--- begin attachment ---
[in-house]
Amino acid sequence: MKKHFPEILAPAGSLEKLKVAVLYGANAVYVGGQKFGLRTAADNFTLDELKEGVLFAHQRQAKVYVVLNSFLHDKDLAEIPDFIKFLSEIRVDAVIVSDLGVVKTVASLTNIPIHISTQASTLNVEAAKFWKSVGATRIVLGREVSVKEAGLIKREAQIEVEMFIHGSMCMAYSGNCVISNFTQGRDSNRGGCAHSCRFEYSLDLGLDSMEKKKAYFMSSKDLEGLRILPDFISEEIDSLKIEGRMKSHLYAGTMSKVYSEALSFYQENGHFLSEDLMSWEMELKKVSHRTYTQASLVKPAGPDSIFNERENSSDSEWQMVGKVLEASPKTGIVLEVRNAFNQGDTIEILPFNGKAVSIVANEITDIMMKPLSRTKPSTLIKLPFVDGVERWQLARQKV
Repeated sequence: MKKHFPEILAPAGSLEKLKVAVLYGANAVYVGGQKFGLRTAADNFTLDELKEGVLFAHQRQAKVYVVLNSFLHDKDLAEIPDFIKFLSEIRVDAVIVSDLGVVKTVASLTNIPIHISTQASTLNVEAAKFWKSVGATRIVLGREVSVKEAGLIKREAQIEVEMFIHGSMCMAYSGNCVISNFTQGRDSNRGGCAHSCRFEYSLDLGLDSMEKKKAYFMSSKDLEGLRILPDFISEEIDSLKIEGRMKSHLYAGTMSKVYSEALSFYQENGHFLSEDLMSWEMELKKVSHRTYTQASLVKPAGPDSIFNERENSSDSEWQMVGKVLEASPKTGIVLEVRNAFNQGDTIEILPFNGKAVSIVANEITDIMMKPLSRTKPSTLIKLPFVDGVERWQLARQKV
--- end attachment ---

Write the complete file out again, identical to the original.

[in-house]
Amino acid sequence: MKKHFPEILAPAGSLEKLKVAVLYGANAVYVGGQKFGLRTAADNFTLDELKEGVLFAHQRQAKVYVVLNSFLHDKDLAEIPDFIKFLSEIRVDAVIVSDLGVVKTVASLTNIPIHISTQASTLNVEAAKFWKSVGATRIVLGREVSVKEAGLIKREAQIEVEMFIHGSMCMAYSGNCVISNFTQGRDSNRGGCAHSCRFEYSLDLGLDSMEKKKAYFMSSKDLEGLRILPDFISEEIDSLKIEGRMKSHLYAGTMSKVYSEALSFYQENGHFLSEDLMSWEMELKKVSHRTYTQASLVKPAGPDSIFNERENSSDSEWQMVGKVLEASPKTGIVLEVRNAFNQGDTIEILPFNGKAVSIVANEITDIMMKPLSRTKPSTLIKLPFVDGVERWQLARQKV
Repeated sequence: MKKHFPEILAPAGSLEKLKVAVLYGANAVYVGGQKFGLRTAADNFTLDELKEGVLFAHQRQAKVYVVLNSFLHDKDLAEIPDFIKFLSEIRVDAVIVSDLGVVKTVASLTNIPIHISTQASTLNVEAAKFWKSVGATRIVLGREVSVKEAGLIKREAQIEVEMFIHGSMCMAYSGNCVISNFTQGRDSNRGGCAHSCRFEYSLDLGLDSMEKKKAYFMSSKDLEGLRILPDFISEEIDSLKIEGRMKSHLYAGTMSKVYSEALSFYQENGHFLSEDLMSWEMELKKVSHRTYTQASLVKPAGPDSIFNERENSSDSEWQMVGKVLEASPKTGIVLEVRNAFNQGDTIEILPFNGKAVSIVANEITDIMMKPLSRTKPSTLIKLPFVDGVERWQLARQKV